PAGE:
Mordechai Weiss
One of Israel's foremost tour Guides.

Scratch Another One

As a young kid growing up in Southern Florida back in the ’60s I would always look forward to the annual Lag Baomer outing sponsored by my Jewish Day School, the Hebrew Academy of Greater Miami. The entire school would be bussed to one of the large recreational parks in the area and once there we would compete against each other with all kinds of contests like the three-legged race or relay racing.

Lag Baomer is the day that falls out a few weeks after Passover and among other things commemorates the day when a plaque (COVID 130 CE?) which had afflicted the students of the great Rabbi Akiva came to an end. May COVID 19 also come to an end soon!

It wasn’t until I made Aliyah to Israel that I learned that the Lag Baomer celebrations outside of Israel are somewhat Little League when compared to the Israeli version of Lag Baomer. We’re talking Major League!

The focus of the celebration is a bonfire. The “regulations” connected to making a bonfire in Israel are obviously much more liberal than most other places in the world. On Lag Baomer night countless bonfires are lit all throughout the country with children “of all ages” gathered around them for hours into the night, and even into the wee hours of the morning.

The Mother of all Bonfires is lit in Meron with over a half-million people coming to participate. You gotta see it to believe it.

And so, for weeks before Lag Baomer, on an almost daily basis, you will spy kids dragging wood, mostly, hopefully, scrap wood, as they slowly build what will surely be the largest bonfire ever. Multiply this by the thousands of kids all throughout Israel doing this for weeks on end and you will have an idea of the extent of this celebration.

School is let out early the day before. And Lag Baomer day itself is an official school Holiday. Like I said; Big League.

But this year in Israel, due to COVID 19, Lag Baomer will instead be celebrated … virtually.

When I conjure up in my mind the image of a virtual bonfire I think of someone in Hawaii celebrating Christmas sitting by a fake fireplace. It’s just not the same thing.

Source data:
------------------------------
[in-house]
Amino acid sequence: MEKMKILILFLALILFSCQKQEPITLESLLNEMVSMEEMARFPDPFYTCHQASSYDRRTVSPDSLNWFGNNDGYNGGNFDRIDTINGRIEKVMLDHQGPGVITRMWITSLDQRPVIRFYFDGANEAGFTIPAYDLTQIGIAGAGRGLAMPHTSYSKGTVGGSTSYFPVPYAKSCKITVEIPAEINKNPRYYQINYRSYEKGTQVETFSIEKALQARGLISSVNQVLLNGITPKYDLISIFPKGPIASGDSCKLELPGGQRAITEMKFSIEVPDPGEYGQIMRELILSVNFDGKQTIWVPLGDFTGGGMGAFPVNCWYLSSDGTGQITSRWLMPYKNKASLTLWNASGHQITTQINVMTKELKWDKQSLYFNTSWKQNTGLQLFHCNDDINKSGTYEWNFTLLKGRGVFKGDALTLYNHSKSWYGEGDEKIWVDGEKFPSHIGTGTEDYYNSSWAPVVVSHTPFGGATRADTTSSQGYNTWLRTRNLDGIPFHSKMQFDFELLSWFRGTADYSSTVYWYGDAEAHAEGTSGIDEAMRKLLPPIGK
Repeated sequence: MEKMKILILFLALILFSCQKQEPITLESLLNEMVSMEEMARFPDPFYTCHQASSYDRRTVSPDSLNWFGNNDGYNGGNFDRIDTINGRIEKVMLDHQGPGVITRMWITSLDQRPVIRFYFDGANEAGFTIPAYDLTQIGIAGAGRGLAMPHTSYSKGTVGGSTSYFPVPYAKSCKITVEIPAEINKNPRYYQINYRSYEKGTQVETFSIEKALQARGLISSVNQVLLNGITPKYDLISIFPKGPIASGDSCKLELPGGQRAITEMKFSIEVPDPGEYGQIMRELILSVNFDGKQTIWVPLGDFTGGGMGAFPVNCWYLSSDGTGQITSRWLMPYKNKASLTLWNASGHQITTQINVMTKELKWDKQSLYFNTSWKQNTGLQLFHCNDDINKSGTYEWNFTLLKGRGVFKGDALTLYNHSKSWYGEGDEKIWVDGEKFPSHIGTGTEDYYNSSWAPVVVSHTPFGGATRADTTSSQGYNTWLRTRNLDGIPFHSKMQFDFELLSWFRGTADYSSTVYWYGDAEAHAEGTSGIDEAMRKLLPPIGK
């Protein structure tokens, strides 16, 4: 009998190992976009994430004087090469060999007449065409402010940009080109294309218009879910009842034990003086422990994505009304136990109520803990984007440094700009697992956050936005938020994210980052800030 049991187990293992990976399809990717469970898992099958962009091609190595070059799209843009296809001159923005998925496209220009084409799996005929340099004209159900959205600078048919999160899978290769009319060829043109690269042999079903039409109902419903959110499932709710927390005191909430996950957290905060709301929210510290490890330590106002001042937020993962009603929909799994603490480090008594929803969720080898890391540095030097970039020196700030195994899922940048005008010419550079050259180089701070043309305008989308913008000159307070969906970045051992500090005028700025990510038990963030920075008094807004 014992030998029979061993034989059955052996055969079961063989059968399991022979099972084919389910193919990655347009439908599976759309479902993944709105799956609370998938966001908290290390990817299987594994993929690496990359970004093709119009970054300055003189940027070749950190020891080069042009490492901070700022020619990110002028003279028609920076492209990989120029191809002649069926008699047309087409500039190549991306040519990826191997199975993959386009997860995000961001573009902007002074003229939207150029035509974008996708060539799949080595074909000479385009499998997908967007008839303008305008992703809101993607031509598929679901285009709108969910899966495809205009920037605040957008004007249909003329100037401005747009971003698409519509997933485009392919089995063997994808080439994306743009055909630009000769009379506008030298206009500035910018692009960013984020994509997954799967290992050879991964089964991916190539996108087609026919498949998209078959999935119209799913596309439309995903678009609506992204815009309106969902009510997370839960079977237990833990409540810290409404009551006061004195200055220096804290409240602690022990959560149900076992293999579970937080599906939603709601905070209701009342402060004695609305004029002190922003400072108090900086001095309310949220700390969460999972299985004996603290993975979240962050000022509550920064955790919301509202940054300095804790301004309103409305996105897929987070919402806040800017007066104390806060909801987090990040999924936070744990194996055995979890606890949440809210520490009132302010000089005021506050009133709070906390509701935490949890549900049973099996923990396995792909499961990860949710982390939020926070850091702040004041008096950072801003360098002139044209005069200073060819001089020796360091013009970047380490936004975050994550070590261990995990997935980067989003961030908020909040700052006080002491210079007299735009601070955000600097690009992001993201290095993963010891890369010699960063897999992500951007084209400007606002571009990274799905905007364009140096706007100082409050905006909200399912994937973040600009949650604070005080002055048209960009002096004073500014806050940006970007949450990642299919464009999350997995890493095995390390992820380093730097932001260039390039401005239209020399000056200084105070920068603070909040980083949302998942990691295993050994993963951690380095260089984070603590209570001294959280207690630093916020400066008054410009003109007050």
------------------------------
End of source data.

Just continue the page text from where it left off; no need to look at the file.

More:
We understand the drastic measures being taken, banning any bonfires in the country tonight. The roads to Meron have been blocked for days.

And we’ve been through this before; Zoom Passover Seders and an entire country in lockdown for Independence Day.

So here is my suggestion. It’s Mid-May. Life is very slowly returning back to normal, albeit with many health precautions in place. Pre-schools are open. Schools are opening. The gyms are open. The Malls are open. Outdoor Markets are open. Take out is available. Grandchildren are allowed to visit Grandparents.

Would it be overly optimistic to say that by August people will be able to enjoy Summer vacation?

My proposal is to have a full week of August this year set aside to celebrate for real all the celebrations we celebrated only virtually this year.

We’ll begin on Sunday.  Everyone will be allowed to travel to family and friends to celebrate the Passover Seder or to host a Seder in one’s home. On Monday we’ll celebrate Mimouna the way it was meant to be celebrated. On Tuesday we will commemorate a proper Memorial Day, allowing visits to the cemetery and on Wednesday we will allow for Fireworks and traffic in honor of Independence Day. Thursday will, of course, be bonfire day in honor of Lag Baomer, and on Friday the Annual Jerusalem Day parade will be held. And I guess that somewhere in there we can squeeze in all those Marathons and Parades that we all missed out on.

And on Shabbat, we can celebrate the Bat and Bar Mitzvahs that were celebrated virtually.

Personally, as an Israeli tour guide, I’m anxiously awaiting the day (along with all of my fellow tour guides)  when I can give a real tour in Israel and not just a virtual one.

Until then, I think I’ll just stare at my computer screen tonight for hours on end enjoying smores with my virtual bonfire.

About the Author
Rabbi Weiss was born in Miami Beach, Florida and served as an emissary for Chabad in Teaneck, New Jersey for 21 years. He made Aliyah in July 2003 and is the author of "You Come For One Reason But Stay For Another." He is a licensed Tour Guide, father of 12, grandfather of many and resides in Mitzpeh Yericho, Israel.
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